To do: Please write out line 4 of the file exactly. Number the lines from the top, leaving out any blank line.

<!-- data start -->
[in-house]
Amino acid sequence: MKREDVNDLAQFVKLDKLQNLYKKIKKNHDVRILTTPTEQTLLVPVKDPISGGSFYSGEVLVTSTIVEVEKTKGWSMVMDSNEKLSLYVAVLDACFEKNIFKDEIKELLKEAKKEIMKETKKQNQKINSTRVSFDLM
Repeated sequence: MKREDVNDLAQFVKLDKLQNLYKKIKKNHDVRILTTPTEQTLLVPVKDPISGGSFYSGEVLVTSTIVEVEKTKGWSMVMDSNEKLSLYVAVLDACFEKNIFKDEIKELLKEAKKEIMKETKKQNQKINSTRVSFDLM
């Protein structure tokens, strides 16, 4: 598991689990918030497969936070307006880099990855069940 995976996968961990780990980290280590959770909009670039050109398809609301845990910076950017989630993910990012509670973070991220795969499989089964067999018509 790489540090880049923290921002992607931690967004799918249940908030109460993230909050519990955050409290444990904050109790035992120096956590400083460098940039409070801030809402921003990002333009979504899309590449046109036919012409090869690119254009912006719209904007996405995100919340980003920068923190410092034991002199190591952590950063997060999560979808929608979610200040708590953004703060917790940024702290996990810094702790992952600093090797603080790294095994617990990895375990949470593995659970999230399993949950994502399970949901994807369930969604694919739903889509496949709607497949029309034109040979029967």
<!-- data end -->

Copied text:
């Protein structure tokens, strides 16, 4: 598991689990918030497969936070307006880099990855069940 995976996968961990780990980290280590959770909009670039050109398809609301845990910076950017989630993910990012509670973070991220795969499989089964067999018509 790489540090880049923290921002992607931690967004799918249940908030109460993230909050519990955050409290444990904050109790035992120096956590400083460098940039409070801030809402921003990002333009979504899309590449046109036919012409090869690119254009912006719209904007996405995100919340980003920068923190410092034991002199190591952590950063997060999560979808929608979610200040708590953004703060917790940024702290996990810094702790992952600093090797603080790294095994617990990895375990949470593995659970999230399993949950994502399970949901994807369930969604694919739903889509496949709607497949029309034109040979029967």